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This has added to the sense of hostility aimed at any unusually early dates in archaeological research. Now a meticulously detailed 11-year-long multidisciplinary research project conducted at Point Richie (Moyjil), Victoria has revealed evidence suggestive of a human presence 120,000 years ago, right down on the far south coast of the continent.

Location of Madjedbebe in the Northern Territory of Australia. Photo by Tentotwo CC BY-SA 3.0

The new research findings have been published and presented to the Royal Society of Victoria by several scientists headed by Prof Jim Bowler, famous for his discovery of Mungo Lady and Mungo Man the oldest well-dated human remains on the continent (42,000 years old).

Analysis of a shell midden, charcoal, and burnt stones suggested that an ancient aboriginal cooking hearth had been in use at the location over a considerable period. Thermal luminescence dating used on the burned stones provided a date of 100–130 thousand years, consistent with independent stratigraphic evidence and contemporaneous with the age of the surface in which they lie.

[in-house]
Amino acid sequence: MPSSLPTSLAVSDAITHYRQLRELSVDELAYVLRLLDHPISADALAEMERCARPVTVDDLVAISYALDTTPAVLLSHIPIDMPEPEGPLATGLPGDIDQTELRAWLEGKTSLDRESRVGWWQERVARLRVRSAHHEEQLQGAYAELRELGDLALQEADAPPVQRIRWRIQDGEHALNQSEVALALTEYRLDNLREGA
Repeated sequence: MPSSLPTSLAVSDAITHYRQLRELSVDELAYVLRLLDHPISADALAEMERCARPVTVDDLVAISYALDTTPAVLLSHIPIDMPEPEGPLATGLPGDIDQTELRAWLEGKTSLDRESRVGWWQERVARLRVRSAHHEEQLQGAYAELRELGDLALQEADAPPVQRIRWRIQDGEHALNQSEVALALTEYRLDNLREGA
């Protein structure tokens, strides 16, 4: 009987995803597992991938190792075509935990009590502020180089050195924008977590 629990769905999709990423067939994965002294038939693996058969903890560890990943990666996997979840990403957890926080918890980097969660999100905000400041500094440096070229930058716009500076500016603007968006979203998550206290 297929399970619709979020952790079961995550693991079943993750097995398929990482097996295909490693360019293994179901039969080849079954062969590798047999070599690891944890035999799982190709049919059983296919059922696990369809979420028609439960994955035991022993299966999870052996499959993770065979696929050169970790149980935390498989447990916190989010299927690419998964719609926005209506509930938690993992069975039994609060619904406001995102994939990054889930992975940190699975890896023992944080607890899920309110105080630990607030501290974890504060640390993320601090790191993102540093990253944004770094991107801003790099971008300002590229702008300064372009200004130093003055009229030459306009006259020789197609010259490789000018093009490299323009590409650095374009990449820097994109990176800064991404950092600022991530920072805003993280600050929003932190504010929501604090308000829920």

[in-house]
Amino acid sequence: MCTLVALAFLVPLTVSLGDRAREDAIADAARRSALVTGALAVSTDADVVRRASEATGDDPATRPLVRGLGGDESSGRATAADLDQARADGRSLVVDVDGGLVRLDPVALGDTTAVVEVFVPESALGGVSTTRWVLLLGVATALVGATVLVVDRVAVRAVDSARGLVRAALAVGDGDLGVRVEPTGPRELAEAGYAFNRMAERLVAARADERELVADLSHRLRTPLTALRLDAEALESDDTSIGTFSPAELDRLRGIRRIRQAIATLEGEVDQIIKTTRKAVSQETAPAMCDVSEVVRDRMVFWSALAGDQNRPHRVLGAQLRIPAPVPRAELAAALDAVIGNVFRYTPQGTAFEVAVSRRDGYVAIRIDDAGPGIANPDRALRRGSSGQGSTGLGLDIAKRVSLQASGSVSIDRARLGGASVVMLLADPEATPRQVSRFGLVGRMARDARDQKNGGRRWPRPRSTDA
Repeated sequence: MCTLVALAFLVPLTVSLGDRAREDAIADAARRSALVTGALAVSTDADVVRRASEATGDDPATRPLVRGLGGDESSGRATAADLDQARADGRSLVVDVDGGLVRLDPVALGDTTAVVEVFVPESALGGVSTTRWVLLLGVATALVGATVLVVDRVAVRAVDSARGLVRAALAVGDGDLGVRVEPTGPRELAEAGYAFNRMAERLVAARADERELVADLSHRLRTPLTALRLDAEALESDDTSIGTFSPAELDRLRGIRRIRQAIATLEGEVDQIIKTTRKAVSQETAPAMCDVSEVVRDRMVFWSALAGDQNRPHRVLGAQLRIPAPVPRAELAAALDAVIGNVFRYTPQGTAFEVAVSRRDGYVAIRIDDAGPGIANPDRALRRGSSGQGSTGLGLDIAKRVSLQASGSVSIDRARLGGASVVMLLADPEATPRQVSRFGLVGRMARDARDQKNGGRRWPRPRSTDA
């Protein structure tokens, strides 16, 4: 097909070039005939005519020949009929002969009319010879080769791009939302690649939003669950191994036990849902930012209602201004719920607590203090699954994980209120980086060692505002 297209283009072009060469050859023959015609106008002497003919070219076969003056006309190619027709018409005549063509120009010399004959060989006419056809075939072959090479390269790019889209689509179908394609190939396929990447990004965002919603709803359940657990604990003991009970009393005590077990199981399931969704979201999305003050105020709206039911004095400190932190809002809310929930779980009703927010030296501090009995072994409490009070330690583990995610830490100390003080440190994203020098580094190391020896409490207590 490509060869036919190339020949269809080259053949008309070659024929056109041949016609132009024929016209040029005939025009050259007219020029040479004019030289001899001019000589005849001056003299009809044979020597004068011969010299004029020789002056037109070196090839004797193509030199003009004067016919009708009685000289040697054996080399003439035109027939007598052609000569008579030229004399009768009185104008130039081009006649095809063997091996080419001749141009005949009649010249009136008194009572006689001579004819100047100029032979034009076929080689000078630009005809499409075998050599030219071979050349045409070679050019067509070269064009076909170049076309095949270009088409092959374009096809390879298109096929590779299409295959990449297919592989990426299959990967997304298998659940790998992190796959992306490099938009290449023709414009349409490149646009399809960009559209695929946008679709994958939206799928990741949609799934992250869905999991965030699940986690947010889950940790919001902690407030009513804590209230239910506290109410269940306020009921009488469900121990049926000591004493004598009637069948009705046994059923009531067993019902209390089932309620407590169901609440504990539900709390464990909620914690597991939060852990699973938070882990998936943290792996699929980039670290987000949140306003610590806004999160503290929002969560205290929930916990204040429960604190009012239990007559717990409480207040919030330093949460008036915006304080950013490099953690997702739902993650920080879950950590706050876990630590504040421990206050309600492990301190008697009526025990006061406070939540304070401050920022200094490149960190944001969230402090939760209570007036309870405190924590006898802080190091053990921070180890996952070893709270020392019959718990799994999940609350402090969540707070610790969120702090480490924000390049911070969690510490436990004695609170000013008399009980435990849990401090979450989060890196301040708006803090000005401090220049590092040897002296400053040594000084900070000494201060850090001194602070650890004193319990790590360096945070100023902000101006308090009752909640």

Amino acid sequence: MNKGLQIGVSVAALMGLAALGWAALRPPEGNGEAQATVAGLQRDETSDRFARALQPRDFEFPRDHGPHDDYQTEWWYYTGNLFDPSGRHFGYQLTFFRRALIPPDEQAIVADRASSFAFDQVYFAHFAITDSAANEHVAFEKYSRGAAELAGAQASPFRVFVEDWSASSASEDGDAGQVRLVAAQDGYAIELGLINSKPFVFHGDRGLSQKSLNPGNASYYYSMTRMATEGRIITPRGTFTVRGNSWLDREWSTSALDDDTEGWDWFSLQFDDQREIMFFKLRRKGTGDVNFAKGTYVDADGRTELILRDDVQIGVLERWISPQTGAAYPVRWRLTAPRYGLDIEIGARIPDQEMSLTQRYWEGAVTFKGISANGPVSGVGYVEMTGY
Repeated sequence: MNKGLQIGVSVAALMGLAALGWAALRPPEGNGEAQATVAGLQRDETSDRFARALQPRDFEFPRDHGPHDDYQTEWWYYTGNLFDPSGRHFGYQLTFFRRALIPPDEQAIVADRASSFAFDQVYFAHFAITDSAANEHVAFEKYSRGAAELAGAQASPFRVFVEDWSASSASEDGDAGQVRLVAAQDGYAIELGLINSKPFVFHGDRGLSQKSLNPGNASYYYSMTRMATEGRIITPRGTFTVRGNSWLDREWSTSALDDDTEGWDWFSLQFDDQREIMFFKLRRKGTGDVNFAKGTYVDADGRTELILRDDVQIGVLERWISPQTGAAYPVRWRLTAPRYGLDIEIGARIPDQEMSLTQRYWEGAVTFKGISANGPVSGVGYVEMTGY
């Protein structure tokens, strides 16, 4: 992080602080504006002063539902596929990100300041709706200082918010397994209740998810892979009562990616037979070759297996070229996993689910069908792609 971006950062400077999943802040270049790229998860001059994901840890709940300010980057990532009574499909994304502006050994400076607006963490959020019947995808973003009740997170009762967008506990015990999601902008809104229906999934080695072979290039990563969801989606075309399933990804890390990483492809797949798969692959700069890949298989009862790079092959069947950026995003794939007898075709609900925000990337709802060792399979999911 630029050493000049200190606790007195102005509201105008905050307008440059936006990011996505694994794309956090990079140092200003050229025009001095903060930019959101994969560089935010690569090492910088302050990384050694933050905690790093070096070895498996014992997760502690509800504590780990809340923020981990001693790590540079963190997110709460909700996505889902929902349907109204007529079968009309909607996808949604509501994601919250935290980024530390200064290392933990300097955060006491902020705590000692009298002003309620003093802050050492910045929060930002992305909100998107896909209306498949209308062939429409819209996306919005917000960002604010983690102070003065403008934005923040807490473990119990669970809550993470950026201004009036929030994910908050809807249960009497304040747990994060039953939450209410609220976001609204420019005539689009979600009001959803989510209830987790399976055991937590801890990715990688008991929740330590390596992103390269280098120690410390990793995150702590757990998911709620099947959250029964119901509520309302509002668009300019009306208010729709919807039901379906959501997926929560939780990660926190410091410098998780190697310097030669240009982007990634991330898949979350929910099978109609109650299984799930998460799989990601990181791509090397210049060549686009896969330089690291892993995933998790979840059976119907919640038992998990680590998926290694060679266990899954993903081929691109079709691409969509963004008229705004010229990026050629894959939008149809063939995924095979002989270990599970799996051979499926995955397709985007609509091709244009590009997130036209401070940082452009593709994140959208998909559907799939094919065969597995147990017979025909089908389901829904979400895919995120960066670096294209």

“In summary, although no single line of evidence precludes natural fire, taken collectively the case for exclusion is strong. Humans are obviously capable of these processes, of carrying fuel to a cliffed shoreline and repetitive burning at the same place,” the team explained.

Landsat 7 imagery of Lake Mungo. The white line defining the eastern shore of the lake is the sand dune, or lunette, where most archaeological material has been found

“The prospect, however, of humans in that locality at 120 ka [thousand years ago], although consistent with evidence presents more questions than answers. Who were they? Why here and not elsewhere? Why no legacy of any toolkit, no traces of food let alone human remains? In the absence of bones, stone flakes or any independent trace of people, the notion of occupation at 120 ka currently remains difficult to credit.”

It would seem that members of the team have neglected to consider the other archaeological research projects from the past which already support a human presence on the continent 120,000 years ago.